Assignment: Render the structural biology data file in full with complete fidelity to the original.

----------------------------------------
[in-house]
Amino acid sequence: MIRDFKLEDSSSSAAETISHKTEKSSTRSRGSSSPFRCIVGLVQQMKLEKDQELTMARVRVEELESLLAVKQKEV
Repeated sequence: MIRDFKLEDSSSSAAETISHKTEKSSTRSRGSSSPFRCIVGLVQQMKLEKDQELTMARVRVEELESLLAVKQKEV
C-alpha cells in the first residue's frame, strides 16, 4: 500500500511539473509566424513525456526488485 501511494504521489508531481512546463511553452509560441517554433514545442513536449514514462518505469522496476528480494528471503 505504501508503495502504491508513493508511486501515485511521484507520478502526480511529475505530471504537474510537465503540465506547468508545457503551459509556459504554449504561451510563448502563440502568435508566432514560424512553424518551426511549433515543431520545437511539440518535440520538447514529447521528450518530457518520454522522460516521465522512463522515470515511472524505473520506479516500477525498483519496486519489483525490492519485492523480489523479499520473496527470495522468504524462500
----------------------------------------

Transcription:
[in-house]
Amino acid sequence: MIRDFKLEDSSSSAAETISHKTEKSSTRSRGSSSPFRCIVGLVQQMKLEKDQELTMARVRVEELESLLAVKQKEV
Repeated sequence: MIRDFKLEDSSSSAAETISHKTEKSSTRSRGSSSPFRCIVGLVQQMKLEKDQELTMARVRVEELESLLAVKQKEV
C-alpha cells in the first residue's frame, strides 16, 4: 500500500511539473509566424513525456526488485 501511494504521489508531481512546463511553452509560441517554433514545442513536449514514462518505469522496476528480494528471503 505504501508503495502504491508513493508511486501515485511521484507520478502526480511529475505530471504537474510537465503540465506547468508545457503551459509556459504554449504561451510563448502563440502568435508566432514560424512553424518551426511549433515543431520545437511539440518535440520538447514529447521528450518530457518520454522522460516521465522512463522515470515511472524505473520506479516500477525498483519496486519489483525490492519485492523480489523479499520473496527470495522468504524462500